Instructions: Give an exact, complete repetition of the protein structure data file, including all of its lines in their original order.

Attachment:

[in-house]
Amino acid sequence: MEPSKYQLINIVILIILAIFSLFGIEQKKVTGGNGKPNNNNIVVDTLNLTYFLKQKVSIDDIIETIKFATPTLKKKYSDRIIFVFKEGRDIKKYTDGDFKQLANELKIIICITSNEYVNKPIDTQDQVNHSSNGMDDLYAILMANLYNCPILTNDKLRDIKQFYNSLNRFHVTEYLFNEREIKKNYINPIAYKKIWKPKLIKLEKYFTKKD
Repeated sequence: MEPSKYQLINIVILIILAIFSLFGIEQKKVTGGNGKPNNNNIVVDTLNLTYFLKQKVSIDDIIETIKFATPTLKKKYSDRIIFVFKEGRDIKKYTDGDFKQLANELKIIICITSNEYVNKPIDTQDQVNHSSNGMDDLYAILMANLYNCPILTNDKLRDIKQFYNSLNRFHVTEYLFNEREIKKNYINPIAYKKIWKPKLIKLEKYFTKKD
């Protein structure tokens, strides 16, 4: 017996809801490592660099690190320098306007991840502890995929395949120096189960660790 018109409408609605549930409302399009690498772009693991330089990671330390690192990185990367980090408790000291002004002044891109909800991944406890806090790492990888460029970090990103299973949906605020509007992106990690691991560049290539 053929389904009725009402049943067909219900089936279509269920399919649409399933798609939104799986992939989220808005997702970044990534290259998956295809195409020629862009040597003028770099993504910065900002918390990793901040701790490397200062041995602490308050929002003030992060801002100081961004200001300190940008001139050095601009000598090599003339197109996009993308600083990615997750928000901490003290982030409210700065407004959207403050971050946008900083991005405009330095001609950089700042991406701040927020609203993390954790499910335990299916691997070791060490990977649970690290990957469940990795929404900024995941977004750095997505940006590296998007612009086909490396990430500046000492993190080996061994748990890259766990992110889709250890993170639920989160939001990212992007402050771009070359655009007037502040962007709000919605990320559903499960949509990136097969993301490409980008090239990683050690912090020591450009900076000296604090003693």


[in-house]
Amino acid sequence: MEPSKYQLINIVILIILAIFSLFGIEQKKVTGGNGKPNNNNIVVDTLNLTYFLKQKVSIDDIIETIKFATPTLKKKYSDRIIFVFKEGRDIKKYTDGDFKQLANELKIIICITSNEYVNKPIDTQDQVNHSSNGMDDLYAILMANLYNCPILTNDKLRDIKQFYNSLNRFHVTEYLFNEREIKKNYINPIAYKKIWKPKLIKLEKYFTKKD
Repeated sequence: MEPSKYQLINIVILIILAIFSLFGIEQKKVTGGNGKPNNNNIVVDTLNLTYFLKQKVSIDDIIETIKFATPTLKKKYSDRIIFVFKEGRDIKKYTDGDFKQLANELKIIICITSNEYVNKPIDTQDQVNHSSNGMDDLYAILMANLYNCPILTNDKLRDIKQFYNSLNRFHVTEYLFNEREIKKNYINPIAYKKIWKPKLIKLEKYFTKKD
């Protein structure tokens, strides 16, 4: 017996809801490592660099690190320098306007991840502890995929395949120096189960660790 018109409408609605549930409302399009690498772009693991330089990671330390690192990185990367980090408790000291002004002044891109909800991944406890806090790492990888460029970090990103299973949906605020509007992106990690691991560049290539 053929389904009725009402049943067909219900089936279509269920399919649409399933798609939104799986992939989220808005997702970044990534290259998956295809195409020629862009040597003028770099993504910065900002918390990793901040701790490397200062041995602490308050929002003030992060801002100081961004200001300190940008001139050095601009000598090599003339197109996009993308600083990615997750928000901490003290982030409210700065407004959207403050971050946008900083991005405009330095001609950089700042991406701040927020609203993390954790499910335990299916691997070791060490990977649970690290990957469940990795929404900024995941977004750095997505940006590296998007612009086909490396990430500046000492993190080996061994748990890259766990992110889709250890993170639920989160939001990212992007402050771009070359655009007037502040962007709000919605990320559903499960949509990136097969993301490409980008090239990683050690912090020591450009900076000296604090003693």